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Monday, December 23, 2013

MAKIN' LISTS MONDAY: Top 10 Network Television Shows (Mid-Season 2013-14)

At the end of last television season, I posted my Top 10 favorite network television shows of the year and now that we are just a few weeks away from the launch of the mid-season replacement shows, I figured it would be good time to rank how the 2013-14 network TV season is coming together.  I’m a TV junkie and I’m glad to share this obsession with you!

Please note that this does not include any cable or internet television shows as their seasons run rather irregularly.  I’ll probably drop a full 2013 cable list at some point in time as there is so much awesome stuff on cable right now.  I also didn’t include Saturday Night Live, even though it is have an incredible season that is being overlooked by far too many folks.

(Mondays on Fox)
I am cautiously optimistic about this show as it has only dropped four or so episodes, but all of them have been really good.  Karl Urban is one of the best badass actors around and he brings his usual magic here as a grizzled cop in a dystopian future.  Urban’s chemistry with Michael Ealy, who plays his android partner, is a major part of this show’s success.  It’s been a while since we’ve had some really great sci-fi on TV so this show is a welcome addition to my viewing line-up.  While it still needs to find the right balance with its humor as there are times that the jokes pull me out of the story.  This show still has so much potential though and I’m hoping it sticks around long enough to find it.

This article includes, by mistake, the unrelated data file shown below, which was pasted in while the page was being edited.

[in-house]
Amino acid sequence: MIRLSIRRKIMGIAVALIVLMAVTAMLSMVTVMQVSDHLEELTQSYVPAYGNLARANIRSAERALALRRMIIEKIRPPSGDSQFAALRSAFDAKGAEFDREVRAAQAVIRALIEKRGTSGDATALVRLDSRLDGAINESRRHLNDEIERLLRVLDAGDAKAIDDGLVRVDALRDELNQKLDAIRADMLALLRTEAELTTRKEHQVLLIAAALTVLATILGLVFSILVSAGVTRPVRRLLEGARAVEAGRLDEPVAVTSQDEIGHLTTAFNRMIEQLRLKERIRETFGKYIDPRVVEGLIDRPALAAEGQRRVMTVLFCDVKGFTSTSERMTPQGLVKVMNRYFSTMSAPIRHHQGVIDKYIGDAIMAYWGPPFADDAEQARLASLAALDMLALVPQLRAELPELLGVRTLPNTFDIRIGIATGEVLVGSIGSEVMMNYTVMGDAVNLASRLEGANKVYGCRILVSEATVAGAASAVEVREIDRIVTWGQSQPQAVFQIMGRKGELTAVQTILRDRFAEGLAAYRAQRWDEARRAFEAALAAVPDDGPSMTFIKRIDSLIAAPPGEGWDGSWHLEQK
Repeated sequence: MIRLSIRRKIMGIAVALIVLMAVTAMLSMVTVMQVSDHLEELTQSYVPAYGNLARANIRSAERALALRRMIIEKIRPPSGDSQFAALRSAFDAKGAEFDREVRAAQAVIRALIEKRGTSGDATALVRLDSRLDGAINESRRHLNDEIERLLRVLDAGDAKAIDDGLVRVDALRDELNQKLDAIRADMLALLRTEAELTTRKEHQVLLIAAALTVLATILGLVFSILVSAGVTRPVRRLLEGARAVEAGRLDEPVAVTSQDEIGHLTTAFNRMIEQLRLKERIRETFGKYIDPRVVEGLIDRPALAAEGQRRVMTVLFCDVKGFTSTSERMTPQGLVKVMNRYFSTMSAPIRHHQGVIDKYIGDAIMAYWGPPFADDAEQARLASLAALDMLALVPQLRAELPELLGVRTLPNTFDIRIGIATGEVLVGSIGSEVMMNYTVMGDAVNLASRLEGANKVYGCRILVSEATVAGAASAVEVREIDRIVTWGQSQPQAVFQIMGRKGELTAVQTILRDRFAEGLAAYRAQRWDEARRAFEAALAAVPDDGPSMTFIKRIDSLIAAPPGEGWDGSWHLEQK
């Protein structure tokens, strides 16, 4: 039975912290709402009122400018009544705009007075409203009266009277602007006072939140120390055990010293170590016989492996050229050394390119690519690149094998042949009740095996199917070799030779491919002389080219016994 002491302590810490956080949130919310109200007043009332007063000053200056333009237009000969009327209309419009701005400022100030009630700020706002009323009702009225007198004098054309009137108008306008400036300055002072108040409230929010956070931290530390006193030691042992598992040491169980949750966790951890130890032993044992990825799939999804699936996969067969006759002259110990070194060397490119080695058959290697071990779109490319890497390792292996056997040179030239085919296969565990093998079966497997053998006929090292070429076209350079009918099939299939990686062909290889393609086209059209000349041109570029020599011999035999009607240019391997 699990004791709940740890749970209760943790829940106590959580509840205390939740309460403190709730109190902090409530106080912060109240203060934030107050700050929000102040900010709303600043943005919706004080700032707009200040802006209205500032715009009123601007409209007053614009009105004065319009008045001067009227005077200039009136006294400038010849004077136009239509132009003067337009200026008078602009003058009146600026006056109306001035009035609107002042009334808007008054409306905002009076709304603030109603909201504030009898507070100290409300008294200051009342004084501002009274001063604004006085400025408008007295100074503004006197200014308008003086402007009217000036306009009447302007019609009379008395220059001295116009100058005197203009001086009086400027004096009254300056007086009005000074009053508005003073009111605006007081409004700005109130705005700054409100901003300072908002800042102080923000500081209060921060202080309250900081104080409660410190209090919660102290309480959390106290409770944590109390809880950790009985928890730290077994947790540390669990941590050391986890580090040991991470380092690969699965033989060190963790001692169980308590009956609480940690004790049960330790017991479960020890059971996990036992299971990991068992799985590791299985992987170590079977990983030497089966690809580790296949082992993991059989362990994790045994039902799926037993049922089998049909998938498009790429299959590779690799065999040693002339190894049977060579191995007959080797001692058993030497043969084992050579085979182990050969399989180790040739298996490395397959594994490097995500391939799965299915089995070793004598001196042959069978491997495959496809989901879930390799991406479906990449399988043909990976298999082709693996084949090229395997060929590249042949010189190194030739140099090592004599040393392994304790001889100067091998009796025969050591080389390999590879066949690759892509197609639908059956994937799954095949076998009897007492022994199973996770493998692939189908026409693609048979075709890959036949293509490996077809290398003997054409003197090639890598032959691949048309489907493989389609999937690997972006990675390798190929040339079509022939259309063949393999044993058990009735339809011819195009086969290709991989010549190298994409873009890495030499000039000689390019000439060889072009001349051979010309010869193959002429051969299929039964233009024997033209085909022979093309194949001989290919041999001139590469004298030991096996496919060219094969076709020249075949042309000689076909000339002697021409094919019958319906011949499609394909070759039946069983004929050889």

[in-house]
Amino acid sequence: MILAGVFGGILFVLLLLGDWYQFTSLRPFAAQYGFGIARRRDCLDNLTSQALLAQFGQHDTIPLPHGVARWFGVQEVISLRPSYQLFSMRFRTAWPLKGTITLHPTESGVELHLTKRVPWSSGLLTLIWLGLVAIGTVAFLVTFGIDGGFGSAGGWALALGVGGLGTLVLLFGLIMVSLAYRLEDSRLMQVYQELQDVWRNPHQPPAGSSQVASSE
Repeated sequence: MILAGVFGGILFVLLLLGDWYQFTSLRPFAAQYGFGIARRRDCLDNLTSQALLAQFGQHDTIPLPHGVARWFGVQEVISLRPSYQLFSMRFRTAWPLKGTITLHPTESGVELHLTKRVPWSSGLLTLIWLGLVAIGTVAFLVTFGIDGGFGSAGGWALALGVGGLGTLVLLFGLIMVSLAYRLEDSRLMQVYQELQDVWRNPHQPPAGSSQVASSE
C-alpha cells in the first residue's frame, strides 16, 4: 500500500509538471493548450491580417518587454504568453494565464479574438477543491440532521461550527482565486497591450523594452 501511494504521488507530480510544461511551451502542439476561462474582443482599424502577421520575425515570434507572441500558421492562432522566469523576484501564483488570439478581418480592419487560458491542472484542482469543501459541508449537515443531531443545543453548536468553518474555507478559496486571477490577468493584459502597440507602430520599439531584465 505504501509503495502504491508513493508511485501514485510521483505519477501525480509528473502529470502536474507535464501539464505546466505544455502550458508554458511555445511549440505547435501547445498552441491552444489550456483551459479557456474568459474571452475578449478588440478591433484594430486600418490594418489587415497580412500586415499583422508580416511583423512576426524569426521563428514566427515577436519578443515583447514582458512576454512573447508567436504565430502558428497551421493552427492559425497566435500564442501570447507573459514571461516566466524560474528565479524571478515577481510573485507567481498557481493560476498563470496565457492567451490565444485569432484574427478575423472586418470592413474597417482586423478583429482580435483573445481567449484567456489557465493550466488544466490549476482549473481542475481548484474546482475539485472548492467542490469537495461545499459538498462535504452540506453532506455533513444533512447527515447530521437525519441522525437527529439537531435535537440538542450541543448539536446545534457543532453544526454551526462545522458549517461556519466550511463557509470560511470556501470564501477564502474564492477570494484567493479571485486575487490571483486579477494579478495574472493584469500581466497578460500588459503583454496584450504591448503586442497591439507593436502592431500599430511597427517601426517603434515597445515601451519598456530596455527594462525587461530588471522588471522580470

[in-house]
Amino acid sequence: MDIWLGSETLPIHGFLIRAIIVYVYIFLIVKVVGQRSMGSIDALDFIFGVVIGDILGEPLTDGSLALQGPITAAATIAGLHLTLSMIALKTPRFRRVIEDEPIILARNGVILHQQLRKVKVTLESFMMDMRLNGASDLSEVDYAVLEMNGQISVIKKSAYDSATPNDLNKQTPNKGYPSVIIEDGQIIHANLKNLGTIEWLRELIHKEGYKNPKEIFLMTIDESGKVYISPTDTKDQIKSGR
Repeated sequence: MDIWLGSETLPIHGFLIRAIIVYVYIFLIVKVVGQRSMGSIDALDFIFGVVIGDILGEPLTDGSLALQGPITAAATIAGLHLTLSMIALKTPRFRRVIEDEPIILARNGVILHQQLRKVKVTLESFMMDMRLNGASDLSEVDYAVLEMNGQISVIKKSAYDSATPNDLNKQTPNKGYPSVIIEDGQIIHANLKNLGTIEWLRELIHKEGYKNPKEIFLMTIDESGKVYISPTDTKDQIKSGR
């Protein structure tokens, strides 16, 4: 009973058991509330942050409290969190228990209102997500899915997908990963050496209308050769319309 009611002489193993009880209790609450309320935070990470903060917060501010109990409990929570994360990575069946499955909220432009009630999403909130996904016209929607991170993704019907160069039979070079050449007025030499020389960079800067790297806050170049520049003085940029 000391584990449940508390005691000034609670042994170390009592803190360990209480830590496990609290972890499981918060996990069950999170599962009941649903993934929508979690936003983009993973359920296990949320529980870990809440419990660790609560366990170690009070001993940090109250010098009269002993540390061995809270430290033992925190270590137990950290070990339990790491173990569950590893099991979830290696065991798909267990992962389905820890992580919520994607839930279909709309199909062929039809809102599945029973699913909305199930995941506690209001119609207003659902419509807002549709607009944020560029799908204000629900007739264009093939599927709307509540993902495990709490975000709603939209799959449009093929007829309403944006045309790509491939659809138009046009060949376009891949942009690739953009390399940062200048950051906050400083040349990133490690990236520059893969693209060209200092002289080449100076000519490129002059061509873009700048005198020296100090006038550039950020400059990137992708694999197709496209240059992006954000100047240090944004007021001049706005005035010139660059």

(Mondays on ABC)
I was a bit worried that the engagement of main characters Rick Castle and Kate Beckett would ruin some of the show’s fantastic dynamic, but so far it has been just as good as ever.  After a weird start with Beckett leaving the NYPD for the FBI, the show has returned to its classic formula that has made it one of my favorite shows over the last few years.  Nathan Fillion and Stana Katic are simply brilliant on screen together, and the new wrinkles in their relationship have kept the show fresh.  While I think the end for Castle in on the horizon (I don’t imagine it will stick around long after their marriage), this season has shown that the quality of the show is unlikely to dip before it does met its natural conclusion.

08. BROOKLYN 9-9
(Tuesdays on Fox)
While I loved Andy Samberg on Saturday Night Live, his few disastrous forays into leading films made me think that Samberg’s career was on a downturn.  After the first few episodes of his new comedy Brooklyn 9-9 aired, it really seemed that my suspicions were confirmed.  But then, around episode three or so, the show suddenly found its footing by focusing on the ensemble cast as a whole rather than Samberg’s character.  Since then, the show has gotten better and better (Parks and Recreation, which barely missed the Top 10 had a similar start).  Samberg is backed by perhaps the best supporting cast in comedic television in this “police procedural,” including breakout stars Terry Crews and Stephanie Beatriz.  I nearly gave up on this show, but it has really come together to be one of the best comedies currently airing.

(Tuesdays on ABC)